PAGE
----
Four years after Medicare officials agreed in a landmark court settlement that seniors can't be denied coverage for physical therapy and other skilled care simply because their condition isn't improving, patients are still being turned away.
As a result, federal officials and Medicare advocates have renewed their federal court battle, acknowledging that they cannot agree on a way to fix the problem. Earlier this month, each submitted ideas to the judge, who will decide — possibly within the next few months — what measures should be taken.
Several organizations report that the government's initial education campaign following the settlement has failed. Many seniors have only been able to get coverage once their condition worsened. But once it improved, treatment would stop — until the people got worse and were eligible again for coverage.
Every year thousands of Medicare patients receive physical therapy and other treatment to recover from a fall or medical procedure, as well as to help cope with disabilities or chronic conditions including multiple sclerosis, Alzheimer's or Parkinson's diseases, stroke and spinal cord or brain injuries. Although the settlement removes the necessity to show an improving health condition, it doesn't affect other criteria and limitations on Medicare coverage. [...]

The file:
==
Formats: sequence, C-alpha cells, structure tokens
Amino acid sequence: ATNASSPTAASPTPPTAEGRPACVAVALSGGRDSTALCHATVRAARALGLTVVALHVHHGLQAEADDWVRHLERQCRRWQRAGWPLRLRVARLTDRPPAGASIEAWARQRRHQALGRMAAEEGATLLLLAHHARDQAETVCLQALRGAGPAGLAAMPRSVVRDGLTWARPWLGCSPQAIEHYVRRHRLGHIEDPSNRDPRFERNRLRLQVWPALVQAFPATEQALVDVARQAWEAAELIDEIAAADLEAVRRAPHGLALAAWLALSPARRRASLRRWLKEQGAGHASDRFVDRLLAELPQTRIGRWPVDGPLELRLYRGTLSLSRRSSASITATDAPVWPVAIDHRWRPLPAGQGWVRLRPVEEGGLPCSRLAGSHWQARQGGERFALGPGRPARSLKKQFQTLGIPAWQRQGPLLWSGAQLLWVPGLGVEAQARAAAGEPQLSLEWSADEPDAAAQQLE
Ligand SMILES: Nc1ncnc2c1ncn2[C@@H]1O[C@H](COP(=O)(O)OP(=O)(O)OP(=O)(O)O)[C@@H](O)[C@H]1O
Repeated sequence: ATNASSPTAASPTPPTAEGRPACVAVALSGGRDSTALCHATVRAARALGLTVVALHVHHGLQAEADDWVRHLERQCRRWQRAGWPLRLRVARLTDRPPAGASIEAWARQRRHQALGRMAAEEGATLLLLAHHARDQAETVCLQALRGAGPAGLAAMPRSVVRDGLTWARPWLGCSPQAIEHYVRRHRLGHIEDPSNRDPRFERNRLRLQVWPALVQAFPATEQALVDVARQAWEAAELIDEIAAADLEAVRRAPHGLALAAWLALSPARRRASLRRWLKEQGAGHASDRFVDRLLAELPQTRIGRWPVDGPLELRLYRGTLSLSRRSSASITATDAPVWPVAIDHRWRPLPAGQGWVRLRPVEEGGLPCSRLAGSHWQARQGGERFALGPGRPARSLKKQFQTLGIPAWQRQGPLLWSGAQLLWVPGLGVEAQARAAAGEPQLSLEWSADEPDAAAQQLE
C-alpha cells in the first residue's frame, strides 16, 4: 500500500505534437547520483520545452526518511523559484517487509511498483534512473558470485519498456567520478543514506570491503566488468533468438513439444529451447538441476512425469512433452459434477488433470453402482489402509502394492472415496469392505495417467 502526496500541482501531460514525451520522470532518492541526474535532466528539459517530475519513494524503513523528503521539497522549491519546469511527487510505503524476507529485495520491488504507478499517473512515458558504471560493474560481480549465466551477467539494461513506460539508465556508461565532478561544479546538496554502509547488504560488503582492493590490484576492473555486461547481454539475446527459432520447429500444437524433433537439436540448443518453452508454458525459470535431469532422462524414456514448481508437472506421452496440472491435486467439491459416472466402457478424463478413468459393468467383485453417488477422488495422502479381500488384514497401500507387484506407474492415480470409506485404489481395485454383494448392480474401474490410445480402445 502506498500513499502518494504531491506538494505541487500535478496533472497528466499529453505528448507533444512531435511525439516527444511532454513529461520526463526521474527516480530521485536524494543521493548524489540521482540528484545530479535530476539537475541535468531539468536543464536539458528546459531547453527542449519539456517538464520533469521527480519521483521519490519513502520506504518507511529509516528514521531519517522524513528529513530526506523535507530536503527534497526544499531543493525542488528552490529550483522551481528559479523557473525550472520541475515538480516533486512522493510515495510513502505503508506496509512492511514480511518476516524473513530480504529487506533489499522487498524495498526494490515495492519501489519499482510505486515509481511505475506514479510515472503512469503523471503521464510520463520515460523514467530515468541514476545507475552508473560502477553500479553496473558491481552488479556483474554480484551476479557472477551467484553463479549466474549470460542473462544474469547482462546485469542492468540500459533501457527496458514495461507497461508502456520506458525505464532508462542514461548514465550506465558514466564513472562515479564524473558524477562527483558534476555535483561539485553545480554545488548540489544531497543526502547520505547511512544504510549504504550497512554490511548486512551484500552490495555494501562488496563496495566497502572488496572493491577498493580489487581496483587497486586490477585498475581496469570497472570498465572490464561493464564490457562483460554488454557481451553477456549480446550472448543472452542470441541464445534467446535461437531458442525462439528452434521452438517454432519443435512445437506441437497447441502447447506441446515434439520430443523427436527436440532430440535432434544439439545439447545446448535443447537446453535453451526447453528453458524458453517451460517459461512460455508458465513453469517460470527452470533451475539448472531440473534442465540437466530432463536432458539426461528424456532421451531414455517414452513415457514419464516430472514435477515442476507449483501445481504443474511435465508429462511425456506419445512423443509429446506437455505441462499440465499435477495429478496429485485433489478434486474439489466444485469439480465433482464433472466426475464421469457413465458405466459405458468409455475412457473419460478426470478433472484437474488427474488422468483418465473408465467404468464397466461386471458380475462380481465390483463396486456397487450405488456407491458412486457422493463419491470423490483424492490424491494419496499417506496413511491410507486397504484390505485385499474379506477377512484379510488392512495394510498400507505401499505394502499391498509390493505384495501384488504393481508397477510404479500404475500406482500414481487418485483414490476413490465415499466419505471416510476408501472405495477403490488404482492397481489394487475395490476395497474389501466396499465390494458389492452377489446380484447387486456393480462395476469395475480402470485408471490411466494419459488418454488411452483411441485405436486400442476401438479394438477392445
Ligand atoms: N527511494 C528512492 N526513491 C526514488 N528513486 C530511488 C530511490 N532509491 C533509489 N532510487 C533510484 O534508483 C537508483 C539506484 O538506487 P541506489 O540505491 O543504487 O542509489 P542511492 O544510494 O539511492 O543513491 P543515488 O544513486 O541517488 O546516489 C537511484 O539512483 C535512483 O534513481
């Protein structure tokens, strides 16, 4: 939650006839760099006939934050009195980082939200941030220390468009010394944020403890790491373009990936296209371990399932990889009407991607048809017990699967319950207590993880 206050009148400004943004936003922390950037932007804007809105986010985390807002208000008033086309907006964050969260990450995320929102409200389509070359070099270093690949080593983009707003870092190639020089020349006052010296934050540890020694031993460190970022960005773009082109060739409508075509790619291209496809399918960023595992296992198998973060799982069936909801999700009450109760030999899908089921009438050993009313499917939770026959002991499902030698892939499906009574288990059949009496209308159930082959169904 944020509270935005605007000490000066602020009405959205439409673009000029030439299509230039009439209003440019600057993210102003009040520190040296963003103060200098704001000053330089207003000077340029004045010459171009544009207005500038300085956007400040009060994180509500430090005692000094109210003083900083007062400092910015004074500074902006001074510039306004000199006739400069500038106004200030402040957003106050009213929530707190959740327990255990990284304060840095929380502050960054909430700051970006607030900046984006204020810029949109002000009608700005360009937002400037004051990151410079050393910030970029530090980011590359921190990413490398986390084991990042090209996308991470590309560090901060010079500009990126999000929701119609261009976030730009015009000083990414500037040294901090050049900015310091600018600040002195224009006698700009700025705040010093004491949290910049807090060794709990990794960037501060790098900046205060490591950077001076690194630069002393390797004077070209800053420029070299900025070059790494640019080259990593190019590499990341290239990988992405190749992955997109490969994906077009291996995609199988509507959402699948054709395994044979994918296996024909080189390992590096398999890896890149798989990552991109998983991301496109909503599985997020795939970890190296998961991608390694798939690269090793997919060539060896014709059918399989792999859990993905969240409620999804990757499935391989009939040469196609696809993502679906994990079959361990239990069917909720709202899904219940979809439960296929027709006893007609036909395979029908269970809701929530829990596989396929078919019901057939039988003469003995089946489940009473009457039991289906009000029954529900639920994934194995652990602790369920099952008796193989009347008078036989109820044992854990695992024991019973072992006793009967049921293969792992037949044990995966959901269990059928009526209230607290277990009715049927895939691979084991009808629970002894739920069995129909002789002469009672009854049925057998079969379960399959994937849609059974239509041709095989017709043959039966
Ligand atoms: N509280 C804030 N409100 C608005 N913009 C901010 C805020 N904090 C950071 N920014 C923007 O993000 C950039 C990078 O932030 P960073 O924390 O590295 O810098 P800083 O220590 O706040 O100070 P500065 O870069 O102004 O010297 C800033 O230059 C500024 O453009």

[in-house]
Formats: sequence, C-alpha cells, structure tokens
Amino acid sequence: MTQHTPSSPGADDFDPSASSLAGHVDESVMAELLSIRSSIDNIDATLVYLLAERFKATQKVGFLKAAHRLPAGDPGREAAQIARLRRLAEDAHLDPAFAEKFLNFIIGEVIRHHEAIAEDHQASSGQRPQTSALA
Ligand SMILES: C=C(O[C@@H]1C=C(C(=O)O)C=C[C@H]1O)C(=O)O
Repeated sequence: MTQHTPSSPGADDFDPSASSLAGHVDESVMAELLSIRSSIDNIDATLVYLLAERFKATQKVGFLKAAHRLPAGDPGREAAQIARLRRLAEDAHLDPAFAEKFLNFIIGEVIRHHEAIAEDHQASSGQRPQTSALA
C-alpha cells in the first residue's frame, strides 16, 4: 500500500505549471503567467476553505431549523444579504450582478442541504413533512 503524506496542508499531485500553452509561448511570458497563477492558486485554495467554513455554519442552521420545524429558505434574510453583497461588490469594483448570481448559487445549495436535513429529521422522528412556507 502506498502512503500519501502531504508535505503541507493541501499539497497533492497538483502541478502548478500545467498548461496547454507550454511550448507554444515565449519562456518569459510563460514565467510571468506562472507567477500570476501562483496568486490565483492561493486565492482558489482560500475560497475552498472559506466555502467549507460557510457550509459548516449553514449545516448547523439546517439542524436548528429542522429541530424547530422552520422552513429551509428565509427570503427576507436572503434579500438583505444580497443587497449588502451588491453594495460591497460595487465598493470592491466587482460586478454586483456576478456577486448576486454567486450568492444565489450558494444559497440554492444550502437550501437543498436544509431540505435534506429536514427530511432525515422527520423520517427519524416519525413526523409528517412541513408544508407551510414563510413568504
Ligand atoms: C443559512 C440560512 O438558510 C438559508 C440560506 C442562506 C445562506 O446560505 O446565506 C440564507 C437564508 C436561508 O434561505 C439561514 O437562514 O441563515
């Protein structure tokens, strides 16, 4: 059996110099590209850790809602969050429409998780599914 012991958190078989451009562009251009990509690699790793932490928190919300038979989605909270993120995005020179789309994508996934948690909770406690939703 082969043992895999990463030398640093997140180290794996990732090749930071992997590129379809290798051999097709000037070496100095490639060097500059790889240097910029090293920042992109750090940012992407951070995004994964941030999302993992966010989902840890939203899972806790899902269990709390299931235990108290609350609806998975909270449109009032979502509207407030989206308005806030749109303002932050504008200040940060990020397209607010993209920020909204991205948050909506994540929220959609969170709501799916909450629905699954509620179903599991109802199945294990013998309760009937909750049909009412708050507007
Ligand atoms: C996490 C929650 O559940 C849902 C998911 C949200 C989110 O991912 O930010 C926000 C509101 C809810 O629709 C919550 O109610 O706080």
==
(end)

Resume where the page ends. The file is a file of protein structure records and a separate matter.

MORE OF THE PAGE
The agreement, approved in 2013, settled a class-action lawsuit against the Centers for Medicare & Medicaid Services filed by Center for Medicare Advocacy and Vermont Legal Aid on behalf of five Medicare beneficiaries, including Glenda Jimmo, and six nationwide patient organizations. Coverage doesn't depend on the "potential for improvement from the therapy but rather on the beneficiary's need for skilled care," the Jimmo settlement said. [...]
Medicare's proposals include such educational efforts and a special webpage with "frequently asked questions" spelling out the proper procedures for handling claims. The government would also issue a clear statement confirming that Medicare covers physical, speech and occupational therapy along with skilled care at home, and in other settings, even if the patient has "reached a plateau" — a term seniors still hear — and isn't improving.
Attorneys for the seniors want to monitor how Medicare officials implement these new measures and have offered to write the policy statement disavowing what's known as the "improvement standard." They also want the government to repeat its 2013 conference call with providers, contractors and others involved in the process in order to correct mistakes, according to papers filed with the court Jan. 13. [...]